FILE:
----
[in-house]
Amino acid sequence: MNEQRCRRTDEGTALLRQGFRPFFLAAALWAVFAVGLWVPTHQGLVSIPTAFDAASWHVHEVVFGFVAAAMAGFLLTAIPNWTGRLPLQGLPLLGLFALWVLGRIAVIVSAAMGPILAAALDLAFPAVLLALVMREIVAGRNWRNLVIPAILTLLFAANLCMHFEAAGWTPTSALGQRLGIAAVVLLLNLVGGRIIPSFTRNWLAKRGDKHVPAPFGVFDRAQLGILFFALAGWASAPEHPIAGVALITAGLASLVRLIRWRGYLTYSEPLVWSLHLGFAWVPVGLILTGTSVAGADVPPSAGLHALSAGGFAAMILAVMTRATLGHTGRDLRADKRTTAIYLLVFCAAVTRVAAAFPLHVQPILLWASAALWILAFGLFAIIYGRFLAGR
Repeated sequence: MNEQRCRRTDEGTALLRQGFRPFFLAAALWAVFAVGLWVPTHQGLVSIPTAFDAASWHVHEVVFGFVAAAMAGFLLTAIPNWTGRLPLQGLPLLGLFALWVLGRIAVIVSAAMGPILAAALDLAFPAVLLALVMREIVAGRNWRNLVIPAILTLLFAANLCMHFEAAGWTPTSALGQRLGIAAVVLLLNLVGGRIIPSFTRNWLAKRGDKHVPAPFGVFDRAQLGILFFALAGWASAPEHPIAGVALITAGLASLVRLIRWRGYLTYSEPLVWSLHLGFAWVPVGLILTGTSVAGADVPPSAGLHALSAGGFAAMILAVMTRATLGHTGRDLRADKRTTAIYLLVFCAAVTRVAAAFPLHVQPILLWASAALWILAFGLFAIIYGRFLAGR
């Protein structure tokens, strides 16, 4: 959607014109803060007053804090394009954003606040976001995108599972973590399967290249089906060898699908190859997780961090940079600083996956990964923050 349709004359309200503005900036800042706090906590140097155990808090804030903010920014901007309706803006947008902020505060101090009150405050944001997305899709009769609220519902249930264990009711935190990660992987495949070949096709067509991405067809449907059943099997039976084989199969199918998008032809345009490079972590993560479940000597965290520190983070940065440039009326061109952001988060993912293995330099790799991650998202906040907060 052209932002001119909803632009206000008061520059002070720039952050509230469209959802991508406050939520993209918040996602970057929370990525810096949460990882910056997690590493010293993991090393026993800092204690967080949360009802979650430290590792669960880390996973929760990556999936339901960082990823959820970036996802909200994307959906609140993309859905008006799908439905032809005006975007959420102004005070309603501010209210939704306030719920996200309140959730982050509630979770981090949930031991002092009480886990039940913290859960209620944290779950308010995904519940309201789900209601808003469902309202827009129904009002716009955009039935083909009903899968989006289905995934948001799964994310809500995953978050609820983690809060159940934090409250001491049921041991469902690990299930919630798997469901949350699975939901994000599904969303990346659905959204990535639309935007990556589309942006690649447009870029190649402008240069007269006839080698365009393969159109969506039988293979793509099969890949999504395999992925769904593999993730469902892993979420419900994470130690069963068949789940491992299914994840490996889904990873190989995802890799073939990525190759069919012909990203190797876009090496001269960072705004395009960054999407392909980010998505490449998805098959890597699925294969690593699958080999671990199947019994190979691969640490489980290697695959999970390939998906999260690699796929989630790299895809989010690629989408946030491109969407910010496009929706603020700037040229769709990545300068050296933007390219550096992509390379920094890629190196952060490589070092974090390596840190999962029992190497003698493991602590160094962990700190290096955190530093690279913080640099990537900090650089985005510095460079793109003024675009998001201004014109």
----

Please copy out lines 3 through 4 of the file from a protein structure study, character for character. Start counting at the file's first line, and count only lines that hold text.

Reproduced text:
Repeated sequence: MNEQRCRRTDEGTALLRQGFRPFFLAAALWAVFAVGLWVPTHQGLVSIPTAFDAASWHVHEVVFGFVAAAMAGFLLTAIPNWTGRLPLQGLPLLGLFALWVLGRIAVIVSAAMGPILAAALDLAFPAVLLALVMREIVAGRNWRNLVIPAILTLLFAANLCMHFEAAGWTPTSALGQRLGIAAVVLLLNLVGGRIIPSFTRNWLAKRGDKHVPAPFGVFDRAQLGILFFALAGWASAPEHPIAGVALITAGLASLVRLIRWRGYLTYSEPLVWSLHLGFAWVPVGLILTGTSVAGADVPPSAGLHALSAGGFAAMILAVMTRATLGHTGRDLRADKRTTAIYLLVFCAAVTRVAAAFPLHVQPILLWASAALWILAFGLFAIIYGRFLAGR
């Protein structure tokens, strides 16, 4: 959607014109803060007053804090394009954003606040976001995108599972973590399967290249089906060898699908190859997780961090940079600083996956990964923050 349709004359309200503005900036800042706090906590140097155990808090804030903010920014901007309706803006947008902020505060101090009150405050944001997305899709009769609220519902249930264990009711935190990660992987495949070949096709067509991405067809449907059943099997039976084989199969199918998008032809345009490079972590993560479940000597965290520190983070940065440039009326061109952001988060993912293995330099790799991650998202906040907060 052209932002001119909803632009206000008061520059002070720039952050509230469209959802991508406050939520993209918040996602970057929370990525810096949460990882910056997690590493010293993991090393026993800092204690967080949360009802979650430290590792669960880390996973929760990556999936339901960082990823959820970036996802909200994307959906609140993309859905008006799908439905032809005006975007959420102004005070309603501010209210939704306030719920996200309140959730982050509630979770981090949930031991002092009480886990039940913290859960209620944290779950308010995904519940309201789900209601808003469902309202827009129904009002716009955009039935083909009903899968989006289905995934948001799964994310809500995953978050609820983690809060159940934090409250001491049921041991469902690990299930919630798997469901949350699975939901994000599904969303990346659905959204990535639309935007990556589309942006690649447009870029190649402008240069007269006839080698365009393969159109969506039988293979793509099969890949999504395999992925769904593999993730469902892993979420419900994470130690069963068949789940491992299914994840490996889904990873190989995802890799073939990525190759069919012909990203190797876009090496001269960072705004395009960054999407392909980010998505490449998805098959890597699925294969690593699958080999671990199947019994190979691969640490489980290697695959999970390939998906999260690699796929989630790299895809989010690629989408946030491109969407910010496009929706603020700037040229769709990545300068050296933007390219550096992509390379920094890629190196952060490589070092974090390596840190999962029992190497003698493991602590160094962990700190290096955190530093690279913080640099990537900090650089985005510095460079793109003024675009998001201004014109």